khoor. Our algorithm is shifting each letter forward in the alphabet by the number of times given in the secret key. To decrypt, you need to know this encryption algorithm, then you can apply it in reverse and get the message in plain text.
We can illustrate this with some simple math as well. For example, if we have plaintext of
11 we can use the symmetric encryption algorithm of multiplication along with a secret key
5 to get
11 x 5 = 55. To decrypt our ciphertext, we reverse the algorithm (by using division) and apply the same secret key of
5 to get
55 ÷ 5 = 11.
One of the major drawbacks of symmetric encryption is that the secret key used to encrypt and decrypt must exist in two different locations. The key exchange problem again, how do we get the key securely from one party to the other? Even if we do find a way to share the key, its security is at the mercy of the weakest link. If the party you are in communication with lacks basic security best practices, that puts your key (and therefore your data) at risk. This leads us nicely to asymmetric encryption.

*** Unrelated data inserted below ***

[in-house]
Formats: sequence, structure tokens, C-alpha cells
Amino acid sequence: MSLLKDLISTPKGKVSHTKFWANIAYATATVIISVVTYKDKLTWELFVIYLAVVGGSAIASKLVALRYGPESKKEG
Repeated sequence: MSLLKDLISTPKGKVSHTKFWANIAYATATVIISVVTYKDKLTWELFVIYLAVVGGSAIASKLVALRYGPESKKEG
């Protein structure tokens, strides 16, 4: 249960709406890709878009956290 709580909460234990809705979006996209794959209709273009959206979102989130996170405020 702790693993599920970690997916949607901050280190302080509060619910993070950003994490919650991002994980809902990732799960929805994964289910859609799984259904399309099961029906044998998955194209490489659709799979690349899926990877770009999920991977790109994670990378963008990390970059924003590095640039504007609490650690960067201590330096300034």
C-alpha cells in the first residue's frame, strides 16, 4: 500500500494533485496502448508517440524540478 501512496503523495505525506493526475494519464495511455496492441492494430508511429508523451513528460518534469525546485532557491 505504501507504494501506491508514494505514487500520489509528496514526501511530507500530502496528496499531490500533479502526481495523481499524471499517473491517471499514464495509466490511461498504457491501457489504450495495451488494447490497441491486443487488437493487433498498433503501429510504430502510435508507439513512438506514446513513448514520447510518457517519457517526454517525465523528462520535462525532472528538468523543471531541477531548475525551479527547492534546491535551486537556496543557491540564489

In the example above, we use the same encryption algorithm we used for symmetric encryption to take the plaintext
hello, encrypt it with the secret key
5 and get ciphertext
mjqqt. However, for decryption instead of simply reversing the encryption, we continue moving the letters forward 21 more times to get the original message:
Of course, in this simplistic example, we could have simply moved backwards in the alphabet with the encryption key of
5 and gotten the message. But in a real asymmetric encryption algorithm, attempting to re-use the encryption key would simply scramble the text further.